Hudson Street parking

Vehicles parked along Hudson Street near the intersection with Glover in Canton. (Barbara Haddock Taylor, Baltimore Sun / July 16, 2012)

For Mike Beczkowski, parking on his street near the American Can Company complex in Canton has gotten a bit better since he and others in the neighborhood persuaded the city to require residential permit parking last November. Most nights, he can now find a place to park near his rowhouse.

"This permit parking has given us a hunting license to get parking in our area," Beczkowski said.

But for Paul Palmieri, the CEO of Millennial Media, the parking woes in Canton have never been worse. Each day, his 200 employees struggle to find places to park near Millennial's headquarters at the Can Company complex, a bustling center of offices and restaurants on Boston Street.

Parking is a long-simmering problem throughout Canton that in recent years has pitted area businesses against residents. How well Canton's business and residential communities can work together — and with city government — to ease everyone's parking woes remains to be seen. Much is at stake, from allaying residents' quality-of-life concerns to supporting businesses that create a vibrant commercial area in the Can Company complex.

It's such a critical issue, Palmieri said, that it's one of the factors he's considering in whether to move Millennial, a thriving Internet company that went public this year in a $1.8 billion offering, out of Canton when its lease expires next year.

Another company already has left the complex, in part because of parking. R2i, a digital marketing agency with 75 employees, left the Can Company last month and moved to offices overlooking the Inner Harbor.

Matt Goddard, R2i's CEO, cited parking as a significant problem that contributed to the company's move. R2i's employees park in a garage now.

"We need more space," Goddard said. "Everyone kept talking about the parking. It wasn't the only reason, but it was the thing that tipped me over."

Millennial may leave Baltimore altogether. Palmieri said the company is looking in the region, but also at spots in Northern Virginia and Washington.

"We're in the early stages of exploration of our long-term headquarters," Palmieri said. "We want that exploration to include Canton, but it's currently challenging, at best."

Mayor Stephanie Rawlings-Blake recently visited Millennial to discuss the company's future in the city, and parking was one of the items on the agenda, the mayor's spokesman said.

Permit parking near the Can Company complex may just have shifted the problem. Residents outside the permit area now complain they often have to park several blocks from their homes when they arrive from work. The local city councilman, James B. Kraft, said he's working on a solution with city officials that will be unveiled this fall, likely involving more reverse-angle parking, space sharing and other remedies.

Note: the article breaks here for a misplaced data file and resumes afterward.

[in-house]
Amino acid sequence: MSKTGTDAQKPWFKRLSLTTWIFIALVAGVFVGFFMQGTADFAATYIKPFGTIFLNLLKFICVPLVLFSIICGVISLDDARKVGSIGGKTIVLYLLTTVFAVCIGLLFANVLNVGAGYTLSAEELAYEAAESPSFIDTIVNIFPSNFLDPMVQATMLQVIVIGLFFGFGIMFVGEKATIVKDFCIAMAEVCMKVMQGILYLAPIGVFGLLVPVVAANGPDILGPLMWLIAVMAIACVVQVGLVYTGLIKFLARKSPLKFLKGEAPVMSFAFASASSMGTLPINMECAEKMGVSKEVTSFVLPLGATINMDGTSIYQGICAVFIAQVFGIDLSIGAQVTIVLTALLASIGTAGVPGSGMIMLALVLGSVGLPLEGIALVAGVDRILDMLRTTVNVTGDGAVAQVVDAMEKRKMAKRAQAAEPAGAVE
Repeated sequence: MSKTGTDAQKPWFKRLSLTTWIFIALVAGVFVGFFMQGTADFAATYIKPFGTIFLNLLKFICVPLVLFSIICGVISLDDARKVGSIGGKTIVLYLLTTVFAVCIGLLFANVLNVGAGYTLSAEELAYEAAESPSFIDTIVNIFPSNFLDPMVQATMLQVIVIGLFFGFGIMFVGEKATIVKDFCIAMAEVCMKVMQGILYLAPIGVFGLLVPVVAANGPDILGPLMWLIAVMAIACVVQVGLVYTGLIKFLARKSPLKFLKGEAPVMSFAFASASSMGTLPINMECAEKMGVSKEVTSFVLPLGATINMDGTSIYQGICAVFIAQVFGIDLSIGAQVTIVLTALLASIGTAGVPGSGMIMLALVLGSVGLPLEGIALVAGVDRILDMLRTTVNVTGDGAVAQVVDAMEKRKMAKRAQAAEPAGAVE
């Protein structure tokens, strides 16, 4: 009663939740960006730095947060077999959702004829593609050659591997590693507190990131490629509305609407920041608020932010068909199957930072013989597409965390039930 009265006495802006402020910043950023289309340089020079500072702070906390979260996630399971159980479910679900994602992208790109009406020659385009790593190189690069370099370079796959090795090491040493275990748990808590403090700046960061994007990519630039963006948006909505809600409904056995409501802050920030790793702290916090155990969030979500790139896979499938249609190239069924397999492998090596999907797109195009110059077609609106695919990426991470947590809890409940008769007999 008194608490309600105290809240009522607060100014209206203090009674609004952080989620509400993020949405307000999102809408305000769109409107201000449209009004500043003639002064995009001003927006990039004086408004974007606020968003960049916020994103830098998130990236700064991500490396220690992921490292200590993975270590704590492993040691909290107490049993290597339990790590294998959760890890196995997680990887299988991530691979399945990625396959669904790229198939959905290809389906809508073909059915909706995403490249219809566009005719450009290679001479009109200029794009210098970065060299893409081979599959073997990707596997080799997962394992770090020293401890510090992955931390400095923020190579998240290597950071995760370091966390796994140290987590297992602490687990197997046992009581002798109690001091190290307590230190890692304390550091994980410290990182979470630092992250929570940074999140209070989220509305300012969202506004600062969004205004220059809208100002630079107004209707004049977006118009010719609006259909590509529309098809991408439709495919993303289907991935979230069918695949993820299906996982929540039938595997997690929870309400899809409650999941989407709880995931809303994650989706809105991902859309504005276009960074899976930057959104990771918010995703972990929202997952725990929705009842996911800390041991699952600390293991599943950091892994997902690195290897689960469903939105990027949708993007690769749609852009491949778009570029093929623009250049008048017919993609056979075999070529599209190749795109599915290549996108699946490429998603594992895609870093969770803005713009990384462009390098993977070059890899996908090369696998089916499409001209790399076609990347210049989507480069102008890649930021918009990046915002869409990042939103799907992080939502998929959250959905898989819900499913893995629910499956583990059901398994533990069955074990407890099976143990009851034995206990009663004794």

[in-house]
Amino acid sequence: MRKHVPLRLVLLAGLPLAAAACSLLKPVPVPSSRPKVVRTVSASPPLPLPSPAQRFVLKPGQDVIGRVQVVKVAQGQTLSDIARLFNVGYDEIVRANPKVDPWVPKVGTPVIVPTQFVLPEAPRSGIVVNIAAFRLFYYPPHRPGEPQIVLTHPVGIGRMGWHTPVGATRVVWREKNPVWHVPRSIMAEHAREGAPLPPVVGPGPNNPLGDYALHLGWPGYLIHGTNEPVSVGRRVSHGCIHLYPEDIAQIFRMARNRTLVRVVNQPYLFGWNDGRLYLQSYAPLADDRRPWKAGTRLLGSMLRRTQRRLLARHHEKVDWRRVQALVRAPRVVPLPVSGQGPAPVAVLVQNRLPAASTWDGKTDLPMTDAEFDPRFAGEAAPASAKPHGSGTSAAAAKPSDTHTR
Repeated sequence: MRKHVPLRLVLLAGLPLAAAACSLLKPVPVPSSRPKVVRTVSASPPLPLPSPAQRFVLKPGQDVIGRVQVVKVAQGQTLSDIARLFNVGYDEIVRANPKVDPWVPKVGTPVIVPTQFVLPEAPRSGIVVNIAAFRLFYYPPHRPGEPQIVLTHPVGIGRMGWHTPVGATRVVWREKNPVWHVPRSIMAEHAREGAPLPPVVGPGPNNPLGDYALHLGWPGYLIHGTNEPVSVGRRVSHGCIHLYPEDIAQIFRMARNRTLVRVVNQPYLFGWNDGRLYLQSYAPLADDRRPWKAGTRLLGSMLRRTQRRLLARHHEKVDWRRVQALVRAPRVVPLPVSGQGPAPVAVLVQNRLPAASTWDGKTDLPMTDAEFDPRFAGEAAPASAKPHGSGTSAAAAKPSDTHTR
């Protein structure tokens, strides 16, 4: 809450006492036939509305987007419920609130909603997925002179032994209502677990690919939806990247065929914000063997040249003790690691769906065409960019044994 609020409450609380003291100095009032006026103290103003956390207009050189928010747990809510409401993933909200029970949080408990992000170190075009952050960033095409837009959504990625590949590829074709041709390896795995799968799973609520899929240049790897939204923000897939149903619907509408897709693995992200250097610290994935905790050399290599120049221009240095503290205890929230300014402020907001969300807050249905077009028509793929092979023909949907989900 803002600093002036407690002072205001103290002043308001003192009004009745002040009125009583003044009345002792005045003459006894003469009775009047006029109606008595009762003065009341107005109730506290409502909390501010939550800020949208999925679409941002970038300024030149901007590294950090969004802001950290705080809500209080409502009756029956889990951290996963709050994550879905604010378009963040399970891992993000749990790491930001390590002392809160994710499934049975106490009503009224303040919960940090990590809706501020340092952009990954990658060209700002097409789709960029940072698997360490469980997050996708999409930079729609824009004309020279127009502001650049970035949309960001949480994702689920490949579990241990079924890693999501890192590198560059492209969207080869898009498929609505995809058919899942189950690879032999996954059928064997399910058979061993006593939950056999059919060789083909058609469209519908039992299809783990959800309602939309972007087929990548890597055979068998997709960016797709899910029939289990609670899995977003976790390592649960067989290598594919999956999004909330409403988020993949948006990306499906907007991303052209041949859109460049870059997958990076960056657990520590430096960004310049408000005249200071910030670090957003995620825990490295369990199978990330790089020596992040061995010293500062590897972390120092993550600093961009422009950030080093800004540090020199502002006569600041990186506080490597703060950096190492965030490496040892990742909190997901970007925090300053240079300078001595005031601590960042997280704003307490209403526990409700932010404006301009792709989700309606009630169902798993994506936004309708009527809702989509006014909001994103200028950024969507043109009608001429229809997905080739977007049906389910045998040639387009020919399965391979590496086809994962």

C. William Struever, the Can Company's developer and property manager, ticked off a raft of changes coming to the Can Company in the coming months, including better-managed parking for businesses, visitors and residents in the complex's garage, and more bike racks.

"We're working with the community trying to reduce the need for parking and reduce traffic congestion," Struever said. "We're trying to come up with a long-term solution for the parking that recognizes everybody's needs."

Resident Leroy Hartman recently gave in to the parking problems. Hartman, 71, who lives in the 800 block of S. Port St., said he had to quit his job at the port of Baltimore as a visitor escort two months ago because he grew tired of searching for parking for an hour in Canton each night when he returned from work.

"When I first moved here [in 1994], the Can Company was completely empty," Hartman said. "Now they have all these business open in the Can Company, but no off-street parking."

Part of the problem stems from the success of the complex, which was redeveloped in the late 1990s from a shuttered factory into a hub for businesses and commerce. Struever said the factory used to have about 250 workers.

Now the complex houses about 700 workers employed by dozens of small companies. Restaurants have moved into the complex, while a Safeway supermarket abuts the property.

The Can Company has become a destination for workers — and their cars — during the day, and an evening draw for people going to restaurants and bars. Neighborhood residents believe the city and the Can Company's owner and property manager should fix the parking problem that the business tenants and their customers helped create for residents.